UPDATE: the hearing on AB 1665 was delayed until next week. More info here.
Last week’s amendments to assembly bill 1665 went too far for many of the organisations that were supporting it, particularly those with an interest in developing broadband infrastructure and countering incumbent monopolies. The changes allowed AT&T and Frontier to fence off most of their rural California systems from potential competitors, while getting privileged access to the $300 million in construction subsidies contained in the bill. Other perks that were snaked in included tough – likely fatal – restrictions on independent middle mile projects, and a byzantine planning and review process that would make it virtually impossible for competitive last mile proposals to succeed.
Of course, AB 1665 would still lower California’s minimum broadband speed standard to 6 Mbps download and 1 Mbps upload speeds and allow Frontier and AT&T to protect 1990s-style legacy DSL systems from competitors with modern technology.
The bill’s sponsor, the California Emerging Technology Fund (CETF), has backed off a bit and taken the position of “support if amended”, although it’s not clear if it will simply accept cosmetic changes. CETF also has its eye on the $20 million that AB 1665 would allocate for digital literacy and broadband promotion programs run by non-profit organisations.
Several counties, along with the regional consortia representing them, have turned completely around and taken a full-on oppose position, and spelled out substantive changes that would be needed in order for them to get back on board. Some of the opposition letters are linked below. As the California Center for Rural Policy put it…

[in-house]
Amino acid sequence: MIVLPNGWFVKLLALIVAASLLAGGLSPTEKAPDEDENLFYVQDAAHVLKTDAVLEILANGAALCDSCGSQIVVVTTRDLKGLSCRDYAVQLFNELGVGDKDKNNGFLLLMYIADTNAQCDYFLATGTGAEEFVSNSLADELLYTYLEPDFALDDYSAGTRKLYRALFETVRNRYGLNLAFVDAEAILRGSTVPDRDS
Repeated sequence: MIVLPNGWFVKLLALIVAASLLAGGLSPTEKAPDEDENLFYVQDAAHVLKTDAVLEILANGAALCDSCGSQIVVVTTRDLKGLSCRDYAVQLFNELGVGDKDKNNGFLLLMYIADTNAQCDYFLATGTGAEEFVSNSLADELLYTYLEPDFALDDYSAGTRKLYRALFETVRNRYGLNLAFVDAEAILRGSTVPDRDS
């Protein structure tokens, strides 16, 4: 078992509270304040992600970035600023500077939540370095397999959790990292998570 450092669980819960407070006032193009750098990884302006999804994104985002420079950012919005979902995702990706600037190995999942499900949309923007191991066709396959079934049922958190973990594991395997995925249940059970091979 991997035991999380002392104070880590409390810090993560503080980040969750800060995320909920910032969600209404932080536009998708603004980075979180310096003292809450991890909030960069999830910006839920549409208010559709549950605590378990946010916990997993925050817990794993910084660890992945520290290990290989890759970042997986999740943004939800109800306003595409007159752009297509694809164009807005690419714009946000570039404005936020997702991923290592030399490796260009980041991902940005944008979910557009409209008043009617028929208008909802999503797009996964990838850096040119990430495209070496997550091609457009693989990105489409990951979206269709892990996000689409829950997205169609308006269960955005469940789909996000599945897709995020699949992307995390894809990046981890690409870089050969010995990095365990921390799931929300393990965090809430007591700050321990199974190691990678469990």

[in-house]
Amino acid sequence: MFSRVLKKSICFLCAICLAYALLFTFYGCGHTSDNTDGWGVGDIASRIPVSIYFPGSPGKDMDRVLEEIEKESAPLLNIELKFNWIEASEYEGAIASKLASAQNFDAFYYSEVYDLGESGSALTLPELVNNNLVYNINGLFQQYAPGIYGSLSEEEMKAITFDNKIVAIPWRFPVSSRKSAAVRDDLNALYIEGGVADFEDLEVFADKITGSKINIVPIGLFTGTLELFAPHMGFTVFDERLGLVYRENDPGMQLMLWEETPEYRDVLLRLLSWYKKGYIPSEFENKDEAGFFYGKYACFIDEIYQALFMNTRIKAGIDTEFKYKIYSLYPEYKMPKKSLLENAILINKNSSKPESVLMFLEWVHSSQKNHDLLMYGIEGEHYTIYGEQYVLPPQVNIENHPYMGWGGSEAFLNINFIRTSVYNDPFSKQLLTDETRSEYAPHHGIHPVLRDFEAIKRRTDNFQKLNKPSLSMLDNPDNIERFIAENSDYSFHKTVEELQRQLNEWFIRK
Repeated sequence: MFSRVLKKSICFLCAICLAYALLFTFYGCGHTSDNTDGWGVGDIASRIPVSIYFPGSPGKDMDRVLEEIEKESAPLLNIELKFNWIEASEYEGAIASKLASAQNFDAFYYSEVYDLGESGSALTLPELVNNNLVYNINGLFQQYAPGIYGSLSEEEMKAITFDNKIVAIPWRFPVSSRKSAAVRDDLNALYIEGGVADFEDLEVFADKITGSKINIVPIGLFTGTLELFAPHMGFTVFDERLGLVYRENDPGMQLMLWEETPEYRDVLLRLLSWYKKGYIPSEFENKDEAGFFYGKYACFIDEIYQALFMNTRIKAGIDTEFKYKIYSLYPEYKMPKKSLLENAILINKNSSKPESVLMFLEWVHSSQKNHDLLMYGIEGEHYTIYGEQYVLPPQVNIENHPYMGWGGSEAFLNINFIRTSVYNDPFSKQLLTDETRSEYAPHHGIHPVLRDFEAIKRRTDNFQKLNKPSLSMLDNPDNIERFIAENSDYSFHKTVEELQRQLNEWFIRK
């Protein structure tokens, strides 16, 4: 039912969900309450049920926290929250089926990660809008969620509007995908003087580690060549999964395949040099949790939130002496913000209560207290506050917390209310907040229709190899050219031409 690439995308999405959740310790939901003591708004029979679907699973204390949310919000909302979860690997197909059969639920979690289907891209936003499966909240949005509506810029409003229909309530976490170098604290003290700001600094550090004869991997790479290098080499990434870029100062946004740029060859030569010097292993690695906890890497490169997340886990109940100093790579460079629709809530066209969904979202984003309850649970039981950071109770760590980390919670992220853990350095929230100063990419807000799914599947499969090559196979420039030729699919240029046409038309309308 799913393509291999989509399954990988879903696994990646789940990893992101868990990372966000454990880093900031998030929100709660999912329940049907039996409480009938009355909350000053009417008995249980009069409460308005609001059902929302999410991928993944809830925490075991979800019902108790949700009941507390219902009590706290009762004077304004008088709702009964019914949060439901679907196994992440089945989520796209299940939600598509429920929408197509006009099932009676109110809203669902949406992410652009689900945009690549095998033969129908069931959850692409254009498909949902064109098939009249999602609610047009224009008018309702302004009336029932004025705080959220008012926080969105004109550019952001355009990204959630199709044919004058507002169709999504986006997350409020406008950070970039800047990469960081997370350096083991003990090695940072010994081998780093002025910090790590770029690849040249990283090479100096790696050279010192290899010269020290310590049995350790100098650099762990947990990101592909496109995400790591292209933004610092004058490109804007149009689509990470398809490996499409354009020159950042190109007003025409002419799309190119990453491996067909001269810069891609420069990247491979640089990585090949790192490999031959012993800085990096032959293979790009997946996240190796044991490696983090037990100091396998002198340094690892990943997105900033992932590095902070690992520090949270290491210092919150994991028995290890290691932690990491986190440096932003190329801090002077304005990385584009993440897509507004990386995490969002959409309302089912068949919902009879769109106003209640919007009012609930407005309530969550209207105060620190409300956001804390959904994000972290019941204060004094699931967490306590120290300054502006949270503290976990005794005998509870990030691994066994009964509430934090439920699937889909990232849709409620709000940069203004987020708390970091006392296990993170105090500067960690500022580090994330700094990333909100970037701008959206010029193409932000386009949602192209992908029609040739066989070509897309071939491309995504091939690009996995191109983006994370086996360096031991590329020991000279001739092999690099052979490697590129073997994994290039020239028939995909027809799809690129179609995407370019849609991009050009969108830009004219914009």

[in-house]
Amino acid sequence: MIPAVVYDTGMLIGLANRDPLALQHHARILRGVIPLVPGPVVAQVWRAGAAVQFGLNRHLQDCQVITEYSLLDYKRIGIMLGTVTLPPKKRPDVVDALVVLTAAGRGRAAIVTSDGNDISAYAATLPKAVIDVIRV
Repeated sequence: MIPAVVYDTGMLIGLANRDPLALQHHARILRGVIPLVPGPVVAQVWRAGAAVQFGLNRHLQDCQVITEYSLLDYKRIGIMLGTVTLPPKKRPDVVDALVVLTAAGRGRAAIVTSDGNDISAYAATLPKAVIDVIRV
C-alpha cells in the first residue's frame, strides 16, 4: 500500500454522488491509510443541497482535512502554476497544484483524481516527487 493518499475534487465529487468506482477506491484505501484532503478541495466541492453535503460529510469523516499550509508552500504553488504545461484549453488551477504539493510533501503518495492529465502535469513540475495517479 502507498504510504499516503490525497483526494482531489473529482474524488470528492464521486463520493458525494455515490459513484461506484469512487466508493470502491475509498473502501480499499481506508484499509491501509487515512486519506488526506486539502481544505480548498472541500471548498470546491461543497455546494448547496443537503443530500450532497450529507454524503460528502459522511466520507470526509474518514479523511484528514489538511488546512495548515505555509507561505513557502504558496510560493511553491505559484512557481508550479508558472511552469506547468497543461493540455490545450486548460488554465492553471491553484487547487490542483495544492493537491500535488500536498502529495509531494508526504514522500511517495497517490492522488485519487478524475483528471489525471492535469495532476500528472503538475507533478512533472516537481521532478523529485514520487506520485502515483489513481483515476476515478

As it was passed in the Assembly, the bill would have continued the progress of closing the Digital Divide in California. Amendments have changed this progress to legislation that provides rolling protectionism and blocks fair opportunities for small businesses to participate in the California Advanced Services Fund (CASF). Furthermore, it codifies that rural communities will receive heavily subsidized old technology limiting educational and economic opportunities to a large geographic area of the state.
AB 1665 is scheduled for a hearing this morning in the senate’s energy, utilities and communications committee. I don’t know exactly how many erstwhile supporters have flipped, but by some estimates it’s more than 30, including all the coastal counties north of San Francisco. The nominally neutral bill analysis done by committee staff, which was only made public this morning, removed a number of organisations from its support list, but only included one on the oppose list – the Central Coast Broadband Consortium, which sent in its initial opposition letter earlier.
Assembly bill 1665 opposition letters:
Full disclosure: I’m on the Central Coast Broadband Consortium’s executive team and wrote the letter, then sent it with the consortium’s blessing. I am not a disinterested commentator, take it for what it’s worth.